The Los Angeles Lakers have come a long way since being ecstatic over summer league play and the NBA Draft Lottery. Laker fans throwing Twitter debates on who should be the No. 2 pick and the future in Los Angeles. Jim Buss. Mitch Kupchak and Magic Johnson errors and drama halted the purple and gold’s success, including their young core draft picks. Lonzo Ball, Brandon Ingram, Josh Hart, Larry Nance Jr., and Kyle Kuzma were all drafted in hopes of developing them like the Golden State Warriors’ front office did so with Stephen Curry, Klay Thompson, and Draymond Green.
However, all of that changed in 2018. After trading Nance to the Cleveland Cavaliers, the Lakers made arguably one of the franchise’s biggest blockbuster trades by trading away Ball, Hart, and Ingram to the New Orleans Pelicans for Anthony Davis. The rest is history, but who played a bigger role than one expected? The Flint, Michigan native.
Kyle Kuzma’s Impact with the Los Angeles Lakers
To basketball fans, he is known as the guy with the interesting wardrobe, Ball’s former sidekick, and “Kuzmania.” To Laker fans, he is essentially the golden boy of the roster. He is the only piece of the “young core” remaining on the roster. His inconsistent shooting and defending performances have haunted him throughout his career but is slowly settling in.
Why is he not performing up to the “hype,” even as a second-round pick? Why does he bite on every backdoor cut? How is it that he can score 20 points one night but go cold the next day? These are all questions he has heard and seen across the media since his first minutes in a Lakers’ uniform. Imagine being a 22-year-old man receiving toxic backlash while always hearing your name in trade rumors up until 2020. Kuzma’s impact plays a bigger role on the court than what statistics show.
From a basketball perspective, Kuzma has actually been consistent with his shooting percentages. He has not shot lower than 44 percent from the field in his career and despite his lower three-point percentages, he finds other ways to excel on the court. He started his career as a sharpshooter role in the starting five. However, his role transitioned into a reserve, sixth-seventh man rotation player who knows his role. For the average 25-year-old, that is a lot for someone in his prime to consider, especially at the end of his rookie contract. Kuzma’s quick, off-ball movement helps run a pass-heavy offense with players like Davis, LeBron James, and Alex Caruso. Despite the Lakers’ early struggles defensively, Kuzma’s off-ball IQ and improved perimeter defense have kept Los Angeles in their games thus far. It is not easy to defend Kawhi Leonard, DeMar DeRozan, and CJ McCollum.
Hard Work Pays Off for Kyle Kuzma
Kuzma’s hard work on and off the court paid off in 2020, earning his first NBA Finals win. He was also awarded a three-year, $40 million contract extension for his impact. It is a win-win scenario as at best, the Lakers have Kuzma for three more years at a steal of a price. At worse, he is traded away due to struggles, along with a more trade-friendly deal. He has learned from James, Davis, Rajon Rondo, and even vets such as Jared Dudley, whose role is to establish and maintain excellent chemistry in the locker room. Yes, you need players like that, especially on a veteran-heavy roster. Moving to Los Angeles from Flint, Michigan is a big move for a young player, especially when playing for one of sports’ most iconic franchises. Kuzma has handled the transition well, even in his fourth season.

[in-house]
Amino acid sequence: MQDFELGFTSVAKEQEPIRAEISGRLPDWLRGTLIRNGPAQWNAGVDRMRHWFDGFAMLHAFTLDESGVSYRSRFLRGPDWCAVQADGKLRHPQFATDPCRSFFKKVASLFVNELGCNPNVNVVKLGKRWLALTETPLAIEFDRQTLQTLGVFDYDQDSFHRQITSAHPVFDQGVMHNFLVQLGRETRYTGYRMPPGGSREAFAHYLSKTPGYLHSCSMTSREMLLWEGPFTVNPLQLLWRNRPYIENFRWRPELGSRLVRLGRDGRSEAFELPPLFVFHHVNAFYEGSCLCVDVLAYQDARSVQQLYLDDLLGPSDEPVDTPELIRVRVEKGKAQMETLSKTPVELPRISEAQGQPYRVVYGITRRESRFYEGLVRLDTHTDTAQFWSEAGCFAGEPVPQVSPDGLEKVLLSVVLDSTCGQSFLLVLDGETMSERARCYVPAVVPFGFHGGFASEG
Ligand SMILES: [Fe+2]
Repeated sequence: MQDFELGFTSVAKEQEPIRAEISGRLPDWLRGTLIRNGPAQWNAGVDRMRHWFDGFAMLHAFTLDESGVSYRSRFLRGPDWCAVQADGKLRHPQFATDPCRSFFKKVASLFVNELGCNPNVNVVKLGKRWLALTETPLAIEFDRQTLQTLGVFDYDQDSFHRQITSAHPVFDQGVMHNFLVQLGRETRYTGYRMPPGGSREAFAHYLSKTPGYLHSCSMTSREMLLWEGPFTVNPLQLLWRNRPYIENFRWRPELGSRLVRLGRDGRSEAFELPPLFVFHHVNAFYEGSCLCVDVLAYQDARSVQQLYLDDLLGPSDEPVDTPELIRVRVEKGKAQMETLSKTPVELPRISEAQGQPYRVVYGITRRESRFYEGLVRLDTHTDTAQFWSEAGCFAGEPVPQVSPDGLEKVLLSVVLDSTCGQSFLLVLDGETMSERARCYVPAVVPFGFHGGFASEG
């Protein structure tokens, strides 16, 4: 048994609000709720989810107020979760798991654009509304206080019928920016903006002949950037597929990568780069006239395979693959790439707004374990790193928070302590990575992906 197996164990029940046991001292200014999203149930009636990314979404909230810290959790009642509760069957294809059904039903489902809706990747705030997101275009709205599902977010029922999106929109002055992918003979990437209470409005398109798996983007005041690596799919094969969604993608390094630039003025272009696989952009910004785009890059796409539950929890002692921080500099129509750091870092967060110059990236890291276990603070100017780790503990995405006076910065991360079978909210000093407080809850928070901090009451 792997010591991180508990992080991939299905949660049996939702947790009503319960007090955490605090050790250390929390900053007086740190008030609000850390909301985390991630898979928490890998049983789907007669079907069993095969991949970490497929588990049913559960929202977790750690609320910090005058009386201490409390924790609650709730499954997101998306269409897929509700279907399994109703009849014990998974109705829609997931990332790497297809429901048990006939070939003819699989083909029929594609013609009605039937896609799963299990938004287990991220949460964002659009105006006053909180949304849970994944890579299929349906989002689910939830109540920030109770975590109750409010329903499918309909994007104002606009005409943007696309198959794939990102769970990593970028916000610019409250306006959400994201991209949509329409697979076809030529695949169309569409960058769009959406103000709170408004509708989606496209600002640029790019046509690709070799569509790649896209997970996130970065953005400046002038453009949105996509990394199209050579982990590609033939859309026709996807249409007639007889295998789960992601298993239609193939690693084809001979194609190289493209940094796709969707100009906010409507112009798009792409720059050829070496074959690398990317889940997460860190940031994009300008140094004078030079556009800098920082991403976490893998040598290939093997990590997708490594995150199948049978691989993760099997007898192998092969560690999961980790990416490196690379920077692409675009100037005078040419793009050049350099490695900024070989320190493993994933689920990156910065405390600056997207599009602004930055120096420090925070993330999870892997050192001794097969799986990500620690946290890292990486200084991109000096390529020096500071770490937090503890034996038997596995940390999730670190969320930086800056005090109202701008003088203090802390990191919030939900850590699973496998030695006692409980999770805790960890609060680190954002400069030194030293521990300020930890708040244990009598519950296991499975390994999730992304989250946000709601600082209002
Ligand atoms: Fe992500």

There are many pressures a player receives the second they suit up in purple and gold because of their iconic and successful history. Because of this, it is easy for players in all parts of their careers to struggle on and off the court (ex: Ingram’s recent comments on the young core distracted by constant trade rumors). Owner Jeanie Buss and general manager Rob Pelinka both recognized this, especially with Frank Vogel anchoring the coaching staff and roster. In his career, Kuzma has averaged 15.9 points, 5.4 rebounds, and 1.9 assists off 45 percent shooting and 33 percent from behind the arc. He may be off to a slow start this season, but if a player can make up the lack of scoring with defense, rebounding, assists, and the little things such as boxing out, that will make a coach and roster happy.
What’s Next for Kyle Kuzma?
In five games thus far in the 2020-21 season, Kuzma is averaging 12 points, 3.2 rebounds, and 1.8 assists in 25 minutes per game simply due to the Lakers adding more depth. However, he has shown no signs of slowing down nor giving up, which is something to commend him for, especially in his prime. If he can continue his success on the court, in the locker room, and is distraction-free, he will grow into a bigger role when the postseason arrives.
For now, continue to follow Kuzma’s journey (and his wacky gameday outfits) and enjoy the ride with the kid from Flint and out of Utah.
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